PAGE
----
Remembering how to be a Christian Nation

The United States is a Christian Nation. There is a divide in the minds of many protestants between the practice of good Christianity and the practice of what is called call civic virtues. Civic virtues are construed in academia as the sacrifice of the self in favor of the common good, but this definition lacks a certain neutrality, because the idea of communal good is a flexible term which can be manipulated.

Instead, civic virtues as they have been historically intended can be described as such: qualities of a person or persons (virtues) that are positively instrumental in developing a healthy, net positive society. While there is still some flexibility to this definition, the health of a society is far more tangible a concept than simply ‘common good’. Stalin committed atrocities for the ‘common good,’ but even his own people would have agreed that that their society was rotten to the core.

Most progressive, protestant Christians tend to shy away from nationalism for fear of passion. These Christians believe that their mission is to minister to the oppressed, the minorities, the downtrodden. Their image of Jesus is based on their worldview and progressive interpretation of scripture.

Hard leaning leftists take this idea one step further, painting the image of Jesus as a revolutionary, politicizing his legacy and corrupting his message. To them, Jesus might as well be an anarchist.

Jesus was a person of color. He was killed by the police. Jesus was lynched. That is a hard pill to swallow, but the truth always is.  To speak up when we see something that is not right. And to practice civil disobedience when given an unjust order. That is what I expect from every citizen in my country, and the police are not exceptions. Civil disobedience is not an obligation of protestors only! That is one major lesson that we can take away from the arrest, detainment, and execution of Jesus. Following orders, blindly without conscience, or hiding behind the shield with a false and illegal notion of immunity, always leads to blatant acts of injustice and even outright crimes against humanity, including the targeted assassination of the world’s most influential nonviolent spiritual leader.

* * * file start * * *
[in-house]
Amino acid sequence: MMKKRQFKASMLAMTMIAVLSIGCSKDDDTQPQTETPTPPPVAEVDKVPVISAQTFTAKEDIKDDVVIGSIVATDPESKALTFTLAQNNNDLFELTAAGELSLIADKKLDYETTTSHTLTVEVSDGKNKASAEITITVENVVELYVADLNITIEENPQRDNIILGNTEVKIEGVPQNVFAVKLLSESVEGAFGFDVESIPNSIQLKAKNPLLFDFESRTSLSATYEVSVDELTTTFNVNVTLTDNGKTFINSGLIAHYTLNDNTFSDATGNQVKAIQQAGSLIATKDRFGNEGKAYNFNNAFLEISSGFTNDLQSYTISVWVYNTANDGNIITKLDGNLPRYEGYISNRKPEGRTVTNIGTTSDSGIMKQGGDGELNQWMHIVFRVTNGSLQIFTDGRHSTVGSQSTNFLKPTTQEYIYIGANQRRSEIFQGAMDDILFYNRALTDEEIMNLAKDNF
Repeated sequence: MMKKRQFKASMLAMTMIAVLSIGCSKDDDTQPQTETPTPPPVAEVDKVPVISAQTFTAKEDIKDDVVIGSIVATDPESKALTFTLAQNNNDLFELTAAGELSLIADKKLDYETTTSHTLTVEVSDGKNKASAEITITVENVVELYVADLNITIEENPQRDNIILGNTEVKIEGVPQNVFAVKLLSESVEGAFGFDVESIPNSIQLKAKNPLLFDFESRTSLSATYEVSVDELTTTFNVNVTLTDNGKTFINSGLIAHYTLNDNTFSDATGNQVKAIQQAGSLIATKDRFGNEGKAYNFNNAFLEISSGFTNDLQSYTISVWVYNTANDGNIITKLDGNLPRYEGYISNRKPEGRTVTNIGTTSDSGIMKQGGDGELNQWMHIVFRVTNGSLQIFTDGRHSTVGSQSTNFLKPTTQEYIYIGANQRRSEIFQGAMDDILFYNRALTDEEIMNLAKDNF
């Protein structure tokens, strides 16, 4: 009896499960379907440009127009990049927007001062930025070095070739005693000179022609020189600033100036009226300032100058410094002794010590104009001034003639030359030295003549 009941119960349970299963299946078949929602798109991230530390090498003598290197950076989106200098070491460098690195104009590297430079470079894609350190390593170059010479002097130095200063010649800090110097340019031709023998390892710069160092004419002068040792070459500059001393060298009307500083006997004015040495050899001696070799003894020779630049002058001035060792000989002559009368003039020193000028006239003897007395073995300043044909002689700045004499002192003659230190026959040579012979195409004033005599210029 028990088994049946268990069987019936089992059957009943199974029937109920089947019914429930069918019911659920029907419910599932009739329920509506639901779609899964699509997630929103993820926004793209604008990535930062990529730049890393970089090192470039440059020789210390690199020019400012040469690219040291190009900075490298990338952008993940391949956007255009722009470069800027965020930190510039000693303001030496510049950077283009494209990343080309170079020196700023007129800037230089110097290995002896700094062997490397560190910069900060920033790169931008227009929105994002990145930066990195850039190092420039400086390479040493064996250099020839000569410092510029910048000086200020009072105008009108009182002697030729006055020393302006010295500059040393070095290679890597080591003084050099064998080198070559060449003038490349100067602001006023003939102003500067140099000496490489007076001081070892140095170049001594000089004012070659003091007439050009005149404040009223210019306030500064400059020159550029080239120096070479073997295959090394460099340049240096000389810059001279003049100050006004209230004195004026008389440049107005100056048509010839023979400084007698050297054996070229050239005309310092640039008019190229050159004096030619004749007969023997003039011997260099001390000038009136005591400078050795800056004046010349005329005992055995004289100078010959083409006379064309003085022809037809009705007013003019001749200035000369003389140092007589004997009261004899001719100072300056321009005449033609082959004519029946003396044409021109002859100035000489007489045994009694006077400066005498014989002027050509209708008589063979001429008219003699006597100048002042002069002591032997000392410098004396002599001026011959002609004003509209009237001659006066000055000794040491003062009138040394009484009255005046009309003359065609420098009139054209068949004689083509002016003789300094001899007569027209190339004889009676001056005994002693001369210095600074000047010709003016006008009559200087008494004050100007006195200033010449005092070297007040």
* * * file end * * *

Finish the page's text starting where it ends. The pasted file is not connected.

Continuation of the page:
This interpretation is heresy. Mark 12:13-17 is clear about observation of government.

Then they sent some of the Pharisees and Herodians to Him in order to trap Him in a statement. They came and said to Him, “Teacher, we know that You are truthful and do not care what anyone thinks; for You are not partial to anyone, but You teach the way of God in truth. Is it permissible to pay a poll-tax to Caesar, or not? Are we to pay, or not pay?” But He, knowing their hypocrisy, said to them, “Why are you testing Me? Bring Me a denarius to look at.” And they brought one. And He said to them, “Whose image and inscription is this?” And they said to Him, “Caesar’s.” And Jesus said to them, “Pay to Caesar the things that are Caesar’s, and to God the things that are God’s.” And they were utterly amazed at Him.

Mark 12:13-17 NKJV

So long as these people were the beneficiaries of the Roman governance, used Roman currency, and could benefit from Roman citizenship, they owed loyalty to Rome. Jesus was essentially asked if they were Roman subjects or subjects of God, and Jesus answered yes to both.

Moreover, Jesus was not singularly dedicated to the causes of the minorities or the downtrodden, but also to the causes of the tax collectors and centurions. In Matthew, Jesus is amazed by the faith of a centurion and commends him.

Now when Jesus had entered Capernaum, a centurion came to Him, pleading with Him, saying, “Lord, my servant is lying at home paralyzed, dreadfully tormented.” And Jesus said to him, “I will come and heal him.” The centurion answered and said, “Lord, I am not worthy that You should come under my roof. But only speak a word, and my servant will be healed. For I also am a man under authority, having soldiers under me. And I say to this one, ‘Go,’ and he goes; and to another, ‘Come,’ and he comes; and to my servant, ‘Do this,’ and he does it.” When Jesus heard it, He marveled, and said to those who followed, “Assuredly, I say to you, I have not found such great faith, not even in Israel! And I say to you that many will come from east and west, and sit down with Abraham, Isaac, and Jacob in the kingdom of heaven. But the sons of the kingdom will be cast out into outer darkness. There will be weeping and gnashing of teeth.” Then Jesus said to the centurion, “Go your way; and as you have believed, so let it be done for you.” And his servant was healed that same hour.

Matthew 8:5-13 NKJV